C'mon
This has a more industrial feel, with pure guts galore! It's like they're all grown up, but then they are. So, naturally they've gotten away from how they used to do things and there is even a feeling of experimentation on this one. This is not one of the strongest of the first five tracks, but it's tons of fun, as usual. You have to know these guys a little to understand their humor, and being the butt of a joke is nothing but a move of affection from them. It means they like you. They wouldn't bother doing such a thing with someone they don't like. This is shaping up to be their finest hour on record, in my opinion. There is also a Foreigner vibe to some of the guitar here. Otherwise Sonnenschein leads away with ferocity.
Jaime's Got The Beer
As I was hinting during the prior track, the humor comes full circle here on this fifty six second ditty. Crack one open and on to the next track, hilarious!
Angry Drunk Son Of A B***h
One can see where the previous track was going here. There’s more laughter as I catch the “'I just Want To Celebrate” lift for the chorus. It’s very clever and once again funny as all get out. The guitars have a chance to stretch out a bit here, and then that chorus is repeated to a more than satisfying effect. This is outstanding!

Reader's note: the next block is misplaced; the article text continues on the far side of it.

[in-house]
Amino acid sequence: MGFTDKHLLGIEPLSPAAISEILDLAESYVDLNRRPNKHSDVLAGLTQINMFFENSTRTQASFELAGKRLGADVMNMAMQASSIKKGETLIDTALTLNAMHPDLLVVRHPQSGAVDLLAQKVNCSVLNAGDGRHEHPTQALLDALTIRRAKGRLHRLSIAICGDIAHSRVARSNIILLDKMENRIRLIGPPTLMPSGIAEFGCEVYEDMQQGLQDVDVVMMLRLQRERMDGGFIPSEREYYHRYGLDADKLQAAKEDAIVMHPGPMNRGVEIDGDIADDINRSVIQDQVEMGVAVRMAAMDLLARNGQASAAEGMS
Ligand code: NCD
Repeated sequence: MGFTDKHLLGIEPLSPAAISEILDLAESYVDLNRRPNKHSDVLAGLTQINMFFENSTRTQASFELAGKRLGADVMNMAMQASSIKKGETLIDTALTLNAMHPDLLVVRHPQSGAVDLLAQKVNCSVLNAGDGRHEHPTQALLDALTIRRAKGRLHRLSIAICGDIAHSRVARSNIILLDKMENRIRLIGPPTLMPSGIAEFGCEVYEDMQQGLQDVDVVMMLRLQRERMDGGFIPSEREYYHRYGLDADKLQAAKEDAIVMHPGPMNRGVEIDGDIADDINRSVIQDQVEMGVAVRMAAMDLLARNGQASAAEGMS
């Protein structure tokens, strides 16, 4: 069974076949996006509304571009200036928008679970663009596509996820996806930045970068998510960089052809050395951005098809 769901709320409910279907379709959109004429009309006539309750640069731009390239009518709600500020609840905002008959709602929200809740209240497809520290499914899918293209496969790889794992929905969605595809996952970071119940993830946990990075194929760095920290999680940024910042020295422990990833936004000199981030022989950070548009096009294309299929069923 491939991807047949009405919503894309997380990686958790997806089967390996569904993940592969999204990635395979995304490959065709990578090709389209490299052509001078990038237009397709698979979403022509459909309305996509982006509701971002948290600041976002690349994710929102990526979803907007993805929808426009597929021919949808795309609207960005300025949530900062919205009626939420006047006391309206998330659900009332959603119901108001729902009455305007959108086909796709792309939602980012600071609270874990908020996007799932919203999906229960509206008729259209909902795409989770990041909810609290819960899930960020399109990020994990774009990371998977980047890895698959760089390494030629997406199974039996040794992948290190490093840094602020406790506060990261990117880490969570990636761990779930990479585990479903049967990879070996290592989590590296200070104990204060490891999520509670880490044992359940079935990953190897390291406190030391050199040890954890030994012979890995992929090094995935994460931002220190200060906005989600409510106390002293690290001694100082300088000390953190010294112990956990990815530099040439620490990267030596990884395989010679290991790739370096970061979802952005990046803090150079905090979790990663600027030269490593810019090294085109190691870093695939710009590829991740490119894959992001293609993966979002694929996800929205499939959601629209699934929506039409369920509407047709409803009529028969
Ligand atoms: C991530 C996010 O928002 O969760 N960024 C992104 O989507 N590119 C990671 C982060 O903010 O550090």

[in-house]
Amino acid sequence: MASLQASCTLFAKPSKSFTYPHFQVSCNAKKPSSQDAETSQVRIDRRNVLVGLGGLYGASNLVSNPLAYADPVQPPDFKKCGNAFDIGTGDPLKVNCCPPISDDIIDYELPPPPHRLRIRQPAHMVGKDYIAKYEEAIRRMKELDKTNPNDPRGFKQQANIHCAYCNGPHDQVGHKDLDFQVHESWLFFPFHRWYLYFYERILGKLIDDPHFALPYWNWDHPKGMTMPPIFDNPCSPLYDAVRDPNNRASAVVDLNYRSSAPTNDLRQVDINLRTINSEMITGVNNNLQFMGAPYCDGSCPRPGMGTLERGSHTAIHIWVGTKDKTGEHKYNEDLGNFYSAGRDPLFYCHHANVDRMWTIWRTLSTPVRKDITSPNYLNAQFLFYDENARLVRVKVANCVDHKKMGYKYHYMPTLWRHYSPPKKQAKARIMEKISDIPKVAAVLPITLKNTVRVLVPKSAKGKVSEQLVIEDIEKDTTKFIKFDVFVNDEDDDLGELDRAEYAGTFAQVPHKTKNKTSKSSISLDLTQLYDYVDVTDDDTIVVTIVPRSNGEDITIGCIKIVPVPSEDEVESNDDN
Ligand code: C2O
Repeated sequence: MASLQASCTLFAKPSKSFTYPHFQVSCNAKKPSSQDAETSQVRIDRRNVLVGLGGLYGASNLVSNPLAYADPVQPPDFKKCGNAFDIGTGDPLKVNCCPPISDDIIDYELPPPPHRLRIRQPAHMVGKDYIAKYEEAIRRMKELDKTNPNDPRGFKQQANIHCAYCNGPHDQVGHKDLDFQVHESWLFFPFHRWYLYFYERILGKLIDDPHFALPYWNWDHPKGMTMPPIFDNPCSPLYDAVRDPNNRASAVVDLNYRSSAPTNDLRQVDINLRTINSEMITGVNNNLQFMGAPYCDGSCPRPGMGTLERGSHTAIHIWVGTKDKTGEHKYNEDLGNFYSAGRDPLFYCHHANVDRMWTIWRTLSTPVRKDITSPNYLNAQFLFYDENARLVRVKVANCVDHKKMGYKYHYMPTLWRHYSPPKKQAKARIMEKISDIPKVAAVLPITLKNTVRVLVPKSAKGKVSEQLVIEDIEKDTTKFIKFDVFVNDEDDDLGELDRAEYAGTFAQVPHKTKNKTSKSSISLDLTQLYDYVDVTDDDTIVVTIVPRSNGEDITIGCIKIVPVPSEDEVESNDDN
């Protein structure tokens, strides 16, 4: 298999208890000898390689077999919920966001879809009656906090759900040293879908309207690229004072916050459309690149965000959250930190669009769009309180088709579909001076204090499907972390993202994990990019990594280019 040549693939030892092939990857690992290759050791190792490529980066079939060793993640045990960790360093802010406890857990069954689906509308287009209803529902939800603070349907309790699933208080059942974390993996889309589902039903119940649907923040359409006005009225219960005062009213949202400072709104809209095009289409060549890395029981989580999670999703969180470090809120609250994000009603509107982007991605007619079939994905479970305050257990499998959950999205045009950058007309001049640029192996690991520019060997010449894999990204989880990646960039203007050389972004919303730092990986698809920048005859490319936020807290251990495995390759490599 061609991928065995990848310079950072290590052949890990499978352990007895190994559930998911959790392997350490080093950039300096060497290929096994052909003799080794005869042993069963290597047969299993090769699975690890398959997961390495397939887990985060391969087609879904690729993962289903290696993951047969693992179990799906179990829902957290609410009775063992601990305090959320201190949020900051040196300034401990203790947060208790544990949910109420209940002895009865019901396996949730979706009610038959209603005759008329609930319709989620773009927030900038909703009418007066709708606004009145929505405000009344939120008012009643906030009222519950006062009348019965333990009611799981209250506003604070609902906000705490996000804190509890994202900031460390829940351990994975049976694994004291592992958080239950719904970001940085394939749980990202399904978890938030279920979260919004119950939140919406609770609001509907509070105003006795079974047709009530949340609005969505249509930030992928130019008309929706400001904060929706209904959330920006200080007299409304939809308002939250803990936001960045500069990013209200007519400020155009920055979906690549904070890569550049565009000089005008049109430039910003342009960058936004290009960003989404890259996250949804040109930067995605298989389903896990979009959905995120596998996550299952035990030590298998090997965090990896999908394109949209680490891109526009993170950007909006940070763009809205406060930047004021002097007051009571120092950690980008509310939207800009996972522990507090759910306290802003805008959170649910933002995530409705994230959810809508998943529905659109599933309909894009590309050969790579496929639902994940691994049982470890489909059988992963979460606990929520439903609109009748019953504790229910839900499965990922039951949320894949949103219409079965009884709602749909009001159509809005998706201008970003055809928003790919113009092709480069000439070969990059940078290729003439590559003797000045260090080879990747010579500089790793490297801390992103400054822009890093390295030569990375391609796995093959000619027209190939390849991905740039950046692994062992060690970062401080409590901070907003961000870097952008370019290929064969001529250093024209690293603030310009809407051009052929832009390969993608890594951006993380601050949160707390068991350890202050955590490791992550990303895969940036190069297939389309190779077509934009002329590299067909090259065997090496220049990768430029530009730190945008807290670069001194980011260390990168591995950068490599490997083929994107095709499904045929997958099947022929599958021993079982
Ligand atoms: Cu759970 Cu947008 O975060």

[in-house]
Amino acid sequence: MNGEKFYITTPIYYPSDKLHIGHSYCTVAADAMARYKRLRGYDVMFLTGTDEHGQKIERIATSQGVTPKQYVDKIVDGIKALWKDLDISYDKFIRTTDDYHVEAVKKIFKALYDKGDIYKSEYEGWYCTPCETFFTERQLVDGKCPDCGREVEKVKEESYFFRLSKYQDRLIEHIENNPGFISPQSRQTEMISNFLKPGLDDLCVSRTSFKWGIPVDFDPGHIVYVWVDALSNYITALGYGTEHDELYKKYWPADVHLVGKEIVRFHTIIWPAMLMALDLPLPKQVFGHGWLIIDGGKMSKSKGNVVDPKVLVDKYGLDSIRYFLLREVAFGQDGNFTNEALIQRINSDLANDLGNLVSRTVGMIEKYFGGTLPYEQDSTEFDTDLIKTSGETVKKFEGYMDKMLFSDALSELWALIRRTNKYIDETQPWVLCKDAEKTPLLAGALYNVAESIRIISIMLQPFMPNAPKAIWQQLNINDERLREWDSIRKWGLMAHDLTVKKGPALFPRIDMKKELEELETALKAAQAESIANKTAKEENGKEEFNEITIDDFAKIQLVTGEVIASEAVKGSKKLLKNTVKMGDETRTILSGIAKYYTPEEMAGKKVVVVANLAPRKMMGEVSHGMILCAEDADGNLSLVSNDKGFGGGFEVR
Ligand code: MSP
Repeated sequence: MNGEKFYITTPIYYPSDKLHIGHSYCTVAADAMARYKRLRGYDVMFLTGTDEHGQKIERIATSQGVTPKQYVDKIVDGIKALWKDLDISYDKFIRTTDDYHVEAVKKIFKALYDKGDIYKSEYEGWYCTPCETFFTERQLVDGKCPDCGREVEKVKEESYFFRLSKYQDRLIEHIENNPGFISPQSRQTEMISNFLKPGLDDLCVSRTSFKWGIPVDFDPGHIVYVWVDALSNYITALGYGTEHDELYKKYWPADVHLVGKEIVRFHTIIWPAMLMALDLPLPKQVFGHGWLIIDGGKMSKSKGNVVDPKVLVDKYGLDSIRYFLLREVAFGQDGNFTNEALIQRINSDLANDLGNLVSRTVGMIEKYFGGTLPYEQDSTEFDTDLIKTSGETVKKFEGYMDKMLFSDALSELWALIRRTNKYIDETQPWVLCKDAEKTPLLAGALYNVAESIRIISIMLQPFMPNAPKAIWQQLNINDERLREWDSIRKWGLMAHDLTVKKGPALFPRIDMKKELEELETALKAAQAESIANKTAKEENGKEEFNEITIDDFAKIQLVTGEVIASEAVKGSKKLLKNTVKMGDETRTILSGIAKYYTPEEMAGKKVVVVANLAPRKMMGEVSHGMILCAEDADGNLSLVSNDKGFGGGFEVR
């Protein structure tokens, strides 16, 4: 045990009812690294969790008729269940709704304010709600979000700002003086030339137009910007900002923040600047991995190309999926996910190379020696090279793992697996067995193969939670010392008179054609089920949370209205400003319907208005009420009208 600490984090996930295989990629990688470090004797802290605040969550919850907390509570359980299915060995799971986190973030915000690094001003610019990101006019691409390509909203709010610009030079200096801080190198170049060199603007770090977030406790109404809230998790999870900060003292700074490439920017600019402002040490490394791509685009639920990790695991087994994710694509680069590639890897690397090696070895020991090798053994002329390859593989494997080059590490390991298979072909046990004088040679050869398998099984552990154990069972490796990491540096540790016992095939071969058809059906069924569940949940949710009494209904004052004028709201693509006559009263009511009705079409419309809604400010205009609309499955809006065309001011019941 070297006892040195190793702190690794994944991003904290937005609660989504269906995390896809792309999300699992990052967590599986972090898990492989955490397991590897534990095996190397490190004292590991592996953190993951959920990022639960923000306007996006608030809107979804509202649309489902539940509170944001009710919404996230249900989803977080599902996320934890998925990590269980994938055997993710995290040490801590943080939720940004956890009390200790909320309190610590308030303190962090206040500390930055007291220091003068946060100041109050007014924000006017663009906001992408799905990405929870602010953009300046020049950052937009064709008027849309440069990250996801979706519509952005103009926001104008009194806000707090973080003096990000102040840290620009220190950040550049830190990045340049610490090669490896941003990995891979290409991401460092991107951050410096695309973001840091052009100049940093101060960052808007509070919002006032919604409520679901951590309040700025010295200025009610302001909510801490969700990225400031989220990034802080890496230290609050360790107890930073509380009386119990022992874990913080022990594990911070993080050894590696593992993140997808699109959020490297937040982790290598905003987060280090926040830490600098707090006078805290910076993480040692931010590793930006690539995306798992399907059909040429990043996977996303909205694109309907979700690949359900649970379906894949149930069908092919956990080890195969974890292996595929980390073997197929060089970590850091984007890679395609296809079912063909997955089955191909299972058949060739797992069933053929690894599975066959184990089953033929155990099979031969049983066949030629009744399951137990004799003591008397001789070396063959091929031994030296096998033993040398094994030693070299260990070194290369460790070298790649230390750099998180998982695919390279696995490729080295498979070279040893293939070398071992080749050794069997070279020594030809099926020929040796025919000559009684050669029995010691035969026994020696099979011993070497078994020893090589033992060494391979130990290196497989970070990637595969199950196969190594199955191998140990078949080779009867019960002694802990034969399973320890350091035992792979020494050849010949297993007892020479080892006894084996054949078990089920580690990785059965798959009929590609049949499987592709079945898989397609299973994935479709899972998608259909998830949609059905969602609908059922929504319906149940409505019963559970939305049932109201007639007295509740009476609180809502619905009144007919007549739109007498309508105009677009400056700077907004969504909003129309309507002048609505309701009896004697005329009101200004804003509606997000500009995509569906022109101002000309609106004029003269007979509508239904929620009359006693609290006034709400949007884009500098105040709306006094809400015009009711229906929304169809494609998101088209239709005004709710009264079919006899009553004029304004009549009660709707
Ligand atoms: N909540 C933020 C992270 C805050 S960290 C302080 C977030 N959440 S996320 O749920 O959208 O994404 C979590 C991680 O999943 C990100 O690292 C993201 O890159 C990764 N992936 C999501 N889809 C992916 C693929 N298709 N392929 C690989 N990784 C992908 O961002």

So Long
This harks back to classic B'NB and is more up the glam alley. It's still somehow modern and full of ambition nevertheless, and I'm beginning to like them more and more in this form. St. James sings “I put it all in a song” with such perfection that it's all very impressive. One is so easily reminded of the past here, and that is a good thing if you go way back with these guys, as you can't completely get way from such an illustrious existence. I love this. It's massively infectious!
Trippin' 45
A space is made for this lovely little acoustic piece, which contains some fine picking. I'd like to hear this extended for a few more minutes, but I can see why anyone would leave well enough alone.